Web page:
Josh Frydenberg hasn’t totally given up on returning future budget surpluses, but for now his main aim is to drive the unemployment rate lower.
The treasurer’s third budget is still forecasting sizeable budget deficits over the next few years and a surplus is not projected in at least the next decade.
Asked on ABC radio whether he would still be in the parliament when the budget is back in surplus, Mr Frydenberg replied: “I’m not going anywhere.”
“But I can tell you that my number one goal has to prevent a generation of Australians going into long-term unemployment.”
The budget more or less spends the benefits of the economic rebound so far, based on an unexpected drop in the unemployment rate and the huge spike in the iron ore price bolstering revenues.
Billions of dollars will be spent on aged care, infrastructure, the NDIS and employment incentives such as additional childcare funding, as well as tax breaks for low and middle income earners and small business.
The treasurer defended another budget spend-up, saying Australia is still in the middle of a pandemic.
“We are recovering and recovering strongly … but at the same time we have to secure the recovery,” he said.
“Treasury have said the initiatives from this budget will create 250,000 jobs.”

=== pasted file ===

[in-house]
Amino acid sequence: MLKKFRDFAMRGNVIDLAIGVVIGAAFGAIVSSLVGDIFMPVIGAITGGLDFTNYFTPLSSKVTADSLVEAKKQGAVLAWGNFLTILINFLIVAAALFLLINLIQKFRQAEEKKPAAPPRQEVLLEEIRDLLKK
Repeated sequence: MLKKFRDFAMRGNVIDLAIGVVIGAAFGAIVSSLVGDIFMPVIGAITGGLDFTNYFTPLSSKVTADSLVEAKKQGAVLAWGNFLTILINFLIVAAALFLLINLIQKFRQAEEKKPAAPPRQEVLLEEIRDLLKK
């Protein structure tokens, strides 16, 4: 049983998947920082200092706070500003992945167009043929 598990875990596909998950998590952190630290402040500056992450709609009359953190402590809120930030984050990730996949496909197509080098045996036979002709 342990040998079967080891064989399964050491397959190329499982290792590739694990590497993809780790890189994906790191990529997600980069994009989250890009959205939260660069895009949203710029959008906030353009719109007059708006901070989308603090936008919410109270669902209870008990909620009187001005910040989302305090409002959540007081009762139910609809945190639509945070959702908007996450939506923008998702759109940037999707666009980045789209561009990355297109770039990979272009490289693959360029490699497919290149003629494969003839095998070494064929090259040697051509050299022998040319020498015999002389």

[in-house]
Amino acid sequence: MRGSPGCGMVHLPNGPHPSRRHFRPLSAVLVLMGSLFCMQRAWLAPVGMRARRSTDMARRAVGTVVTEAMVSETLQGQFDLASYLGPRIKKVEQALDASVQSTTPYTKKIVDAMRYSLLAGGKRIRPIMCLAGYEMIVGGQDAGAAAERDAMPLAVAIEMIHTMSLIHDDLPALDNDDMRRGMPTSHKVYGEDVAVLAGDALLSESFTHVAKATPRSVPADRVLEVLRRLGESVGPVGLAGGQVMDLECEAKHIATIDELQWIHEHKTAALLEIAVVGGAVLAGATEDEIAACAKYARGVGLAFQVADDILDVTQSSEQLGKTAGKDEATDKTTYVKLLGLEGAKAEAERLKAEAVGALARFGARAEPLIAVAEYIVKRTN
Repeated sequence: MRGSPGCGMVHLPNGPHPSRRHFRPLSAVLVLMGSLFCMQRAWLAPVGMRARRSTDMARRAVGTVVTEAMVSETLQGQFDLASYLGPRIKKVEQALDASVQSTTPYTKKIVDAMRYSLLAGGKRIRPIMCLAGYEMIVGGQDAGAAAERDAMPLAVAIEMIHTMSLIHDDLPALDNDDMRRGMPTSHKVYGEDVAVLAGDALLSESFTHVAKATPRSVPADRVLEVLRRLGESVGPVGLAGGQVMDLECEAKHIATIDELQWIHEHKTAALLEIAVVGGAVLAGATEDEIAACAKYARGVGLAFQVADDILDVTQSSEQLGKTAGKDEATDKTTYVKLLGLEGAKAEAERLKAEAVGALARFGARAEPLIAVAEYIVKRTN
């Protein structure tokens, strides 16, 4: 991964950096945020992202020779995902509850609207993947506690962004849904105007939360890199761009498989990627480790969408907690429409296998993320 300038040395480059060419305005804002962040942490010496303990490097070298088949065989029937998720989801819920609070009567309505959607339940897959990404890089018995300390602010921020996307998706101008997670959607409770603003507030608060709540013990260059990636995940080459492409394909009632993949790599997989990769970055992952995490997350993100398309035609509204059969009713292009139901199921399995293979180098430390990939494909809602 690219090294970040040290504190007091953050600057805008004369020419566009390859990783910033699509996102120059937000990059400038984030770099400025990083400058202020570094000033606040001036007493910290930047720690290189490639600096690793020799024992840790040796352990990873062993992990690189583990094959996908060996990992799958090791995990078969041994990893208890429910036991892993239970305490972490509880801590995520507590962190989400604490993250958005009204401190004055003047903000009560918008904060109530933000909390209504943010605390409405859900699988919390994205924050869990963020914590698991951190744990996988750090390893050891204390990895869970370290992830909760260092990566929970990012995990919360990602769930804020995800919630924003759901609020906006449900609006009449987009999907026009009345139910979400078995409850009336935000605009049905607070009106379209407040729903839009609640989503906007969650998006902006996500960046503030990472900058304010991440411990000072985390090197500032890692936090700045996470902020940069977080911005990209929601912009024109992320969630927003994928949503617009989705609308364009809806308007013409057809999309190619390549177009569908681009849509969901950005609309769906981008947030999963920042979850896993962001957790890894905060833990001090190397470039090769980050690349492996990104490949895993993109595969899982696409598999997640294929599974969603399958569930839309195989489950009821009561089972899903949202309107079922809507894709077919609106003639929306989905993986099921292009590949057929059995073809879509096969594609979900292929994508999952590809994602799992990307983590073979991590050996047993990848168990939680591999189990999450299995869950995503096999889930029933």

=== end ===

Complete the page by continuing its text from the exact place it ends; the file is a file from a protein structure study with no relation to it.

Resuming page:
But shadow treasurer Jim Chalmers says the government spent $100 billion in the budget and racked up $1 trillion in debt.
“I don’t think they’ve got a lot to show for it,” he told Sydney’s 2GB radio.
“You’d think … we’d have a much stronger economy at the end of it, but their own budget papers say that even after the four year budget period, real wages will have actually gone backwards.”
The budget forecasts show wage growth of 1.5 per cent in 2021/22 – lower than inflation at 1.75 per cent – and then running line-ball for the following two years.
“I think that’s an admission of failure,” Dr Chalmers said.
However, wage growth is predicted to be slightly over inflation in 2024/25 – 2.75 per cent compared with 2.5 per cent.
President of the Australian Council of Trade Unions Michele O’Neill agreed the budget fails to deliver on two key issues that matter to working Australians – insecure jobs and flat wages for years.
PwC chief economist Jeremy Thorpe described it as a “renovation budget” rather than a stimulatory one.
He said the improved economic environment means the government is in a much better place than it expected just six months ago but warned that fundamental reform could not be put off forever.
Ai Group chief executive Innes Willox saw it as the budget flicking the switch from emergency measures to the long term, which would continue to support growth.
“We need, for this budget to succeed, a credible plan to get our borders open,” he said.
“We’re in a little bit of a gilded cage at the moment here and the quicker we can get out of that and be interacting with the global community, the better.”